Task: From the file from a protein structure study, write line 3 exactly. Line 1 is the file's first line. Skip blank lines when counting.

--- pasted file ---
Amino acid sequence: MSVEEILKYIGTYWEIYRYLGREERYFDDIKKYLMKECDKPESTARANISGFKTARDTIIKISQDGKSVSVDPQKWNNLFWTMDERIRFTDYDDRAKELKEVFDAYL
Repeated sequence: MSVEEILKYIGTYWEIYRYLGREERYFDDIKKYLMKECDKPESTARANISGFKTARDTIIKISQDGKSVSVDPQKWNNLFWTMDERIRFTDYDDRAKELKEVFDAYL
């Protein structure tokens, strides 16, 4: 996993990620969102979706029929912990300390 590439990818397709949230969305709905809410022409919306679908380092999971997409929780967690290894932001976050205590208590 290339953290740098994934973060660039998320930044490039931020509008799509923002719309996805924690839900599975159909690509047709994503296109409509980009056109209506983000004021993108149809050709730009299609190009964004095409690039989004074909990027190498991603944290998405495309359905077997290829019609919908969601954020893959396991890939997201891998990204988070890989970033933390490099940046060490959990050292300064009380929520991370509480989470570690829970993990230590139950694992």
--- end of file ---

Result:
């Protein structure tokens, strides 16, 4: 996993990620969102979706029929912990300390 590439990818397709949230969305709905809410022409919306679908380092999971997409929780967690290894932001976050205590208590 290339953290740098994934973060660039998320930044490039931020509008799509923002719309996805924690839900599975159909690509047709994503296109409509980009056109209506983000004021993108149809050709730009299609190009964004095409690039989004074909990027190498991603944290998405495309359905077997290829019609919908969601954020893959396991890939997201891998990204988070890989970033933390490099940046060490959990050292300064009380929520991370509480989470570690829970993990230590139950694992």